STILL NEED A JOB?
Many college graduates don’t have jobs at graduation. Here are some tips for those still looking — or just starting:
• Lots of recent graduates find they’re not experienced enough for some job postings. Stay open to internships or volunteer opportunities that help build experience and can be a foot in the door.
• To make a resume stand out, describe whatever experience demonstrates good work ethic and communication skills.
• Search out related professional organizations and attend their events. Networking can reveal job opportunities that might not be posted.
Source: Mallory Smith, division director of staffing firm Accountemps
University students across the country graduate this weekend, and after they move their tassels and toss their caps they’ll likely have an easier job search to look forward to than the class of 2010.
According to a National Association of Colleges and Employers survey, employers report they will hire 19 percent more new graduates this year than last.
Jean Dake, director of placement and student employment at the University of Tennessee at Chattanooga, isn’t surprised by the report.
“Things are looking pretty good,” she said. “We’re seeing more companies coming to campuses to interview, which shows the economy is looking better.”
Dake said most students don’t seriously search for jobs until after graduation. She’s seen increased employer interest, so she thinks jobs will be out there once grads start looking.
Several motivated students who started looking early are not just employed, but were able to be a bit picky and grab the jobs they wanted.
UTC marketing graduate Kimberly Speciale held out for a position that would let her be just like mom.
Growing up and watching her mom’s climb to an upper-level management position with health care company HCA International showed her the career path she wants to follow, Speciale said.
“Knowing that she’s important and that they need her there and that she plays a huge role in the company inspires me,” she said. “I want to model myself after her.”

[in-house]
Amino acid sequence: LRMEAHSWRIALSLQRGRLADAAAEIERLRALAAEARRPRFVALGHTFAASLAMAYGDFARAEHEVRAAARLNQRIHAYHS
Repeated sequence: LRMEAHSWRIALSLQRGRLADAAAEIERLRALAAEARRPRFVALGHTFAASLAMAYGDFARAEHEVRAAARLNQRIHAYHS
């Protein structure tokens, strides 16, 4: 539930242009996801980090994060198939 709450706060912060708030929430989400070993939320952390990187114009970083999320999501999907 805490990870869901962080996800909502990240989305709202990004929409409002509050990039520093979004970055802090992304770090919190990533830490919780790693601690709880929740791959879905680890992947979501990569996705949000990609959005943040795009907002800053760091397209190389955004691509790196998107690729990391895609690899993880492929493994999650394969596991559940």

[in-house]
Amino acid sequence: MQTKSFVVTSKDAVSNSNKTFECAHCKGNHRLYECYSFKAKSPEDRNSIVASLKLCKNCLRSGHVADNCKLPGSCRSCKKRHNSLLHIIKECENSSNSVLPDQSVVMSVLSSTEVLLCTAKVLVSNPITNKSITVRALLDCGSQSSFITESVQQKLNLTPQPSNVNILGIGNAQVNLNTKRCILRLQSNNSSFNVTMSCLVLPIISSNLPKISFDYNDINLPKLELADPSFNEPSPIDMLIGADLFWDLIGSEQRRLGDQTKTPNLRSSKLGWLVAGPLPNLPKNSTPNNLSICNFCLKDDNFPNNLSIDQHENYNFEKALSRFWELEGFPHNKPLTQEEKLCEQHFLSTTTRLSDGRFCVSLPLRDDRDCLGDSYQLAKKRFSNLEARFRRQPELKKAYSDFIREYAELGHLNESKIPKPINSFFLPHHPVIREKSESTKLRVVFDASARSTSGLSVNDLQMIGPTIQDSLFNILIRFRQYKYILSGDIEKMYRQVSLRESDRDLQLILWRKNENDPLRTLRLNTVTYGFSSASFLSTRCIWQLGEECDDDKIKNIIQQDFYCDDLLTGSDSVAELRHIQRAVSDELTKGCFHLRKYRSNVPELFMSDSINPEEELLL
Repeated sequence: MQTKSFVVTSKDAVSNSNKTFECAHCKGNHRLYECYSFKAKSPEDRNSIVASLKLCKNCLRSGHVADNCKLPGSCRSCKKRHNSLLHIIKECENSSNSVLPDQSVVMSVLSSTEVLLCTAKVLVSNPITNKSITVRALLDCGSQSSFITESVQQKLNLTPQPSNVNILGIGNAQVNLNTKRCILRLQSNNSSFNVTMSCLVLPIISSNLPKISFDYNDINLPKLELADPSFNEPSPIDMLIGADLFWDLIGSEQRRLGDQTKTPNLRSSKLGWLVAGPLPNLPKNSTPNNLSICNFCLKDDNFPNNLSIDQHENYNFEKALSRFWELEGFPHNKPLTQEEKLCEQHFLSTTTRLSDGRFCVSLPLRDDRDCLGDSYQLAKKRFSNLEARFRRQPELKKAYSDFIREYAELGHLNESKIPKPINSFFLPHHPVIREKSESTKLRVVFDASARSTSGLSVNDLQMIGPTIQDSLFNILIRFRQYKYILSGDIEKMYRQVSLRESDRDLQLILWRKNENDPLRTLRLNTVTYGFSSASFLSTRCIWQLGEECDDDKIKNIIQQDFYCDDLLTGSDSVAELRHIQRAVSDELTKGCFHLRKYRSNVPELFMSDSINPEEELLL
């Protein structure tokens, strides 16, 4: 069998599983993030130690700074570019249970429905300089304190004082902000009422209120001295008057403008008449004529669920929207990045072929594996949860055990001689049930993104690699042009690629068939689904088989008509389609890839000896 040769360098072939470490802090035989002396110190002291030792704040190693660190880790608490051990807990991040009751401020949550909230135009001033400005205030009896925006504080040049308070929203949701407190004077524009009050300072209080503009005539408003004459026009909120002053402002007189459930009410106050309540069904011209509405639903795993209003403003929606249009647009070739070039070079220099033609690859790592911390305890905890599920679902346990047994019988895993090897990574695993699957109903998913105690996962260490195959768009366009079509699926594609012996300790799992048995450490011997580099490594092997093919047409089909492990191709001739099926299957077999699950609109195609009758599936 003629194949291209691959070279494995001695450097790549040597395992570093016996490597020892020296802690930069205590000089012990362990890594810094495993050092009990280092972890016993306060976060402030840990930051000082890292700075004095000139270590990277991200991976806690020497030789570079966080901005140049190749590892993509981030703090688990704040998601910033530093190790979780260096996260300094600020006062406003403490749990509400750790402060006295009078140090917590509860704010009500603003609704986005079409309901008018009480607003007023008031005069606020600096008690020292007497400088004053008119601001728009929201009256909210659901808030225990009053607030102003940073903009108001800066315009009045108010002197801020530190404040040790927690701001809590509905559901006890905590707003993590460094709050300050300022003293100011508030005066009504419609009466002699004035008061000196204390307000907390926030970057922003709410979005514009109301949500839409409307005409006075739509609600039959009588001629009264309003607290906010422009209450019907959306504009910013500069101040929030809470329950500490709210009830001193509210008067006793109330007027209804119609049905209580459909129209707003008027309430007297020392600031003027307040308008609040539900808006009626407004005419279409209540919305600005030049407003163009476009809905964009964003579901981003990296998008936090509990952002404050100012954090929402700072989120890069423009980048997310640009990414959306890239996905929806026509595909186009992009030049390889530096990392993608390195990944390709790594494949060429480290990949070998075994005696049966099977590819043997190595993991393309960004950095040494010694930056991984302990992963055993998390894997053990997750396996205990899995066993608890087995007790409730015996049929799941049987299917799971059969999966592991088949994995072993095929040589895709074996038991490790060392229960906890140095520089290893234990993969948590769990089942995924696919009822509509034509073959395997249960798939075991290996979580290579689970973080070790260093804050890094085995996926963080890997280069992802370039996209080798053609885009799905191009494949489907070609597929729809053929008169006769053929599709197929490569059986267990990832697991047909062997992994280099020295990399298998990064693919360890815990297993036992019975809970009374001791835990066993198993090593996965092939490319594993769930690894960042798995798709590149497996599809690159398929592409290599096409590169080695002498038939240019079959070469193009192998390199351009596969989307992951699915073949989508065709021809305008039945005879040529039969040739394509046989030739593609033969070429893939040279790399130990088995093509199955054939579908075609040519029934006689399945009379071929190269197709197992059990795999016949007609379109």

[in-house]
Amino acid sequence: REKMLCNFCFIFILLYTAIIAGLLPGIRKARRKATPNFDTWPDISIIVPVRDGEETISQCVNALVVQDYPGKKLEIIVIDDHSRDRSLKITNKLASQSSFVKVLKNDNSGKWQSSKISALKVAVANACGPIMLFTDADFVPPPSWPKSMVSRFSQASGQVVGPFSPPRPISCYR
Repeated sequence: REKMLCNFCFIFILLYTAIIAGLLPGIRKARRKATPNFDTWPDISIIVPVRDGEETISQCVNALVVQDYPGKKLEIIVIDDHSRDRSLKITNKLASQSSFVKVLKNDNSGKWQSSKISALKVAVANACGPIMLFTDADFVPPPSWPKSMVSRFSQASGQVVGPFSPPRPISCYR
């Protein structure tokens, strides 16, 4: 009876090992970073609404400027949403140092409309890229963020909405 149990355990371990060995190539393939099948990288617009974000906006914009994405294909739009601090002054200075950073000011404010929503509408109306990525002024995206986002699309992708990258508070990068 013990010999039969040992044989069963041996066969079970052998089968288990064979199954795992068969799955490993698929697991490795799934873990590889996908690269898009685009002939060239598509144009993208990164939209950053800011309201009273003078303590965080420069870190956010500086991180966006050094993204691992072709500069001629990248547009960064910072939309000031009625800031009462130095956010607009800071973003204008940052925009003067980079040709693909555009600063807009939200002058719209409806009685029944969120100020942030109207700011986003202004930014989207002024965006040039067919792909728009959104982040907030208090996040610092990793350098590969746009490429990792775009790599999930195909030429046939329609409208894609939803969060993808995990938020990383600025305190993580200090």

Starting in June, Speciale will be training to run Chattanooga area sales and marketing for Packaging Services Inc., a Greeneville, Tenn.-based company that produces packaging materials.
But a better job market doesn’t mean a perfect job market. Of all Speciale’s friends, she’s the only one who’s been able to land a job, she said.
That difficulty isn’t limited to UTC students. Covenant College graduate Lara Berger’s ultimate career goal is to train West African communities to deal with HIV and AIDS. She’s graduating today with an interdisciplinary studies degree in education, French and community development.
So far she’s had no luck finding the type of graduate school or entry-level position she’s been looking for, but found a temporary job at a bed and breakfast to keep her going.
“It’s still just a low-end job, I’m not really doing work within my major, but I’ll get there,” she said. “Right now it’s just about having a steady job to start hitting at the loans. I have student loans up to the elbow.”
In her four years of college, Berger built up about $23,000 of debt and wants to start paying it off before interest builds up. But that’s difficult to do. She has to work 40 hours a week to pay the bills and spends a good chunk of her down time figuring out her future. On top of that, she plans to start working 20 unpaid hours a week at an internship at her school’s Chalmers Center where she’ll gain experience in economic development.
“It’s really a struggle,” she said. “What I get out of it is paying rent and maybe some loans and another spot on my resume, which hopefully makes a difference, but it’s a lot of effort for just one thing on the resume.”
Berger’s situation isn’t unique. Though almost half of Covenant’s grads report they found a job or are headed to grad school — a better outlook than just before last year’s graduation — 41 percent are still looking, according to Anthony Tucker, director of the college’s Center for Calling and Career.
About 61 percent of soon-to-be grads have been looking since before January, he said.
“The shocking number is 17 percent haven’t begun looking,” Tucker said. “That’s not typically a good scenario.”
Dake agreed. She said students should start looking for jobs as early as the end of their junior year.
“It doesn’t mean that even if you start six months or a year early you’re guaranteed a job by graduation, but you’re certainly far ahead,” she said.
Berger has certainly learned that lesson, but she said she’s not discouraged by her lack of success.
“It’s definitely frustrating. It just feels like the Internet is set up for me to find all the clues but never the answer,” she said. “I find these great ideas, but nothing ever clicks.
“I have motivation and I have a lot of energy towards going and doing. Hopefully, I’m going to hit something before I lose my motivation.”